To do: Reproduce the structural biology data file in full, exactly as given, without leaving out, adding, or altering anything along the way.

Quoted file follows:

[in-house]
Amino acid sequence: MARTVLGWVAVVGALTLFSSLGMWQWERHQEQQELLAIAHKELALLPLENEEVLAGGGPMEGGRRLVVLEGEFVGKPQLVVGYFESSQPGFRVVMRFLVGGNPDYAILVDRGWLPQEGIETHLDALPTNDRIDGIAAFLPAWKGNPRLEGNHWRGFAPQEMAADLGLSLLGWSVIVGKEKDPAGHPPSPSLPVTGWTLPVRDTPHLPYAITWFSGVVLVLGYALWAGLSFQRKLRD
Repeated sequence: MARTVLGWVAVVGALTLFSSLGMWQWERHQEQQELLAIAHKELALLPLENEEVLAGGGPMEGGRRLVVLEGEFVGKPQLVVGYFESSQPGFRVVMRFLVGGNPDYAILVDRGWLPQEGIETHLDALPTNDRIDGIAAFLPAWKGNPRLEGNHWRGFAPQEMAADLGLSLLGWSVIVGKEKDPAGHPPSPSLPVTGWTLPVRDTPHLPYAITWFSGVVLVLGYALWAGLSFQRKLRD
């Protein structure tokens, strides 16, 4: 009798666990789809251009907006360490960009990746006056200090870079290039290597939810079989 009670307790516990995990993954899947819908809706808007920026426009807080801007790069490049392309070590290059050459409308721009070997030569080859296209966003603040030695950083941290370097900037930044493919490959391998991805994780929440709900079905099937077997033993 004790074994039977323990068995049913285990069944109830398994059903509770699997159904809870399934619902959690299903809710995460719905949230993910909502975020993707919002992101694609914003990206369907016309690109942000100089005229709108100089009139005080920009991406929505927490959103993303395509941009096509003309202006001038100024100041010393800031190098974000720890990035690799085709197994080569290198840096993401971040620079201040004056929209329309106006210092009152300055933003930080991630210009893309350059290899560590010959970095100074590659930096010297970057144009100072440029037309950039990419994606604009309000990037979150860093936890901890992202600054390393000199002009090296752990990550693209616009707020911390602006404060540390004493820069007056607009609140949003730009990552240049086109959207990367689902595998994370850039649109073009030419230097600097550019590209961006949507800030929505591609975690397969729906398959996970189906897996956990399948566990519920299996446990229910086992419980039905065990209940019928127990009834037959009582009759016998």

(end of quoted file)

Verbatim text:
[in-house]
Amino acid sequence: MARTVLGWVAVVGALTLFSSLGMWQWERHQEQQELLAIAHKELALLPLENEEVLAGGGPMEGGRRLVVLEGEFVGKPQLVVGYFESSQPGFRVVMRFLVGGNPDYAILVDRGWLPQEGIETHLDALPTNDRIDGIAAFLPAWKGNPRLEGNHWRGFAPQEMAADLGLSLLGWSVIVGKEKDPAGHPPSPSLPVTGWTLPVRDTPHLPYAITWFSGVVLVLGYALWAGLSFQRKLRD
Repeated sequence: MARTVLGWVAVVGALTLFSSLGMWQWERHQEQQELLAIAHKELALLPLENEEVLAGGGPMEGGRRLVVLEGEFVGKPQLVVGYFESSQPGFRVVMRFLVGGNPDYAILVDRGWLPQEGIETHLDALPTNDRIDGIAAFLPAWKGNPRLEGNHWRGFAPQEMAADLGLSLLGWSVIVGKEKDPAGHPPSPSLPVTGWTLPVRDTPHLPYAITWFSGVVLVLGYALWAGLSFQRKLRD
């Protein structure tokens, strides 16, 4: 009798666990789809251009907006360490960009990746006056200090870079290039290597939810079989 009670307790516990995990993954899947819908809706808007920026426009807080801007790069490049392309070590290059050459409308721009070997030569080859296209966003603040030695950083941290370097900037930044493919490959391998991805994780929440709900079905099937077997033993 004790074994039977323990068995049913285990069944109830398994059903509770699997159904809870399934619902959690299903809710995460719905949230993910909502975020993707919002992101694609914003990206369907016309690109942000100089005229709108100089009139005080920009991406929505927490959103993303395509941009096509003309202006001038100024100041010393800031190098974000720890990035690799085709197994080569290198840096993401971040620079201040004056929209329309106006210092009152300055933003930080991630210009893309350059290899560590010959970095100074590659930096010297970057144009100072440029037309950039990419994606604009309000990037979150860093936890901890992202600054390393000199002009090296752990990550693209616009707020911390602006404060540390004493820069007056607009609140949003730009990552240049086109959207990367689902595998994370850039649109073009030419230097600097550019590209961006949507800030929505591609975690397969729906398959996970189906897996956990399948566990519920299996446990229910086992419980039905065990209940019928127990009834037959009582009759016998």